Wednesday, August 26, 2009

Reflection for August 26, 2009

"Salmon or Jelly Fish: You Choose"

Are you a salmon or are you a jellyfish? I can hear your minds turning and wondering, what kind of question is that? Think about it for a minute. A salmon begins life in the fresh water of the Northwest. Shortly after life begins the salmons swims down stream until it reaches the ocean. It spends most of its life in the ocean but the ocean is not its final destination. At some point the salmon realizes that the ocean is not home and it begins the journey back to where it came from. The journey is difficult because the return home is all upstream. Scientists recognize it as one of the marvels of nature, when the salmon finally overcomes all the obstacles it confronts and arrives home, usually at or very close to where they started from. When the salmon arrives home it spawns and then having accomplished its purpose it dies.

Unlike the salmon, the jellyfish is not driven to accomplish anything. It is perfectly satisfied to be moved along by the wind, waves and tide. Although they have limited movement, there is no evidence that they attempt to move toward any particular destination. They seem to be perfectly content to float from place to place. They show no indication that they have any sense of purpose or direction for their existence. They drift about satisfied just to survive.

The Apostle Paul was clearly more like the salmon. This can be seen in his determination through out his writings. I am particularly fond of Philippians 3:7-14. Take the time to read this passage and think of it in terms of your own life. In these verses, you can see three things about Paul. He had decided what was most important in his life. His overpowering passion was to know Christ and the power of His resurrection. He had determined what he was willing to sacrifice to obtain that which was most important. For Paul, when compared to the joy of knowing Christ everything else was considered mere rubbish. He was willing to sacrifice everything to obtain is goal of knowing Christ. Finally, Paul was devoted to the task of knowing Christ. He was determined to press on to the high calling that God had placed on his life. As a result, God used him to write a large portion of the New Testament and millions of people throughout the ages have been blessed by his efforts.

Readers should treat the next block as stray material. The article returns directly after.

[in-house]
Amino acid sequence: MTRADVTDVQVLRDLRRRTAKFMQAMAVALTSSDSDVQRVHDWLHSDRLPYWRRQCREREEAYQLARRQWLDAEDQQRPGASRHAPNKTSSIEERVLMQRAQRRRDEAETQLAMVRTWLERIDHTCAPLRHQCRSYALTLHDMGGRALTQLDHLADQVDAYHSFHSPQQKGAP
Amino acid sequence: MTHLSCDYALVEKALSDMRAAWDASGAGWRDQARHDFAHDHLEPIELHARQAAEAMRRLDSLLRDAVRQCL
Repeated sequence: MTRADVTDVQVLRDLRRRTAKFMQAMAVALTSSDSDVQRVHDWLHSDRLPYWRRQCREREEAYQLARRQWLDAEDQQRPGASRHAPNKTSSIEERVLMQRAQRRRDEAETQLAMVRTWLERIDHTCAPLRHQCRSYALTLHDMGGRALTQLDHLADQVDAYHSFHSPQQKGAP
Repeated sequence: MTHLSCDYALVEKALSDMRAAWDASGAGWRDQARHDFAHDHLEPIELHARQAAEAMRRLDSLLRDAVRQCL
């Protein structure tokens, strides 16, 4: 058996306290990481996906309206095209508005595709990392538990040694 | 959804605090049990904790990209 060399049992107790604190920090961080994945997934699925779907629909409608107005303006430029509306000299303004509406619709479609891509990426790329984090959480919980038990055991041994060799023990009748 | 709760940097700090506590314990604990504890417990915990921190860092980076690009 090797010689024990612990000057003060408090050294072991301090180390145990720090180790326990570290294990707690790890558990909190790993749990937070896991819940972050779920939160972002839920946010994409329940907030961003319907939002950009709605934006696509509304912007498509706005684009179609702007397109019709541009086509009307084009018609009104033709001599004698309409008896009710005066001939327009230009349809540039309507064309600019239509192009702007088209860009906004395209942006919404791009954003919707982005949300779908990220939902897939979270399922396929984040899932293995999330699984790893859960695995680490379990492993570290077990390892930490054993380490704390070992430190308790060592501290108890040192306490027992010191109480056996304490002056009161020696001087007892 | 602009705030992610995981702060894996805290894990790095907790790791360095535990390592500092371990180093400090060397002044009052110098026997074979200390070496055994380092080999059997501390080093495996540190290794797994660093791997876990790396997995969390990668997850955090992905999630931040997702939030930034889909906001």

When one visualizes the life of a salmon, it may look like more work than it is worth. Who really wants the exertion of swimming against the current? On the other hand, the life of the jelly fish may look more enticing. Drifting is far less demanding and it can seem like fun. I doubt that anyone would argue the fact that there are more people drifting upon the waves of the culture in which we live than they are those who are willing to buck the culture and stand up for right instead of bowing to convenience.

For those few that are willing to swim against the current, the reward at the end will be the joy of knowing that their life has really counted for something and that the world is a better place because they have been in it. I end where I started with the question, are you a salmon or a jellyfish? No matter what one has been in the past, he/she can make a decision today to be a salmon, to swim against the current of today’s culture, and to live the remainder of their days being everything God has meant for them to be.

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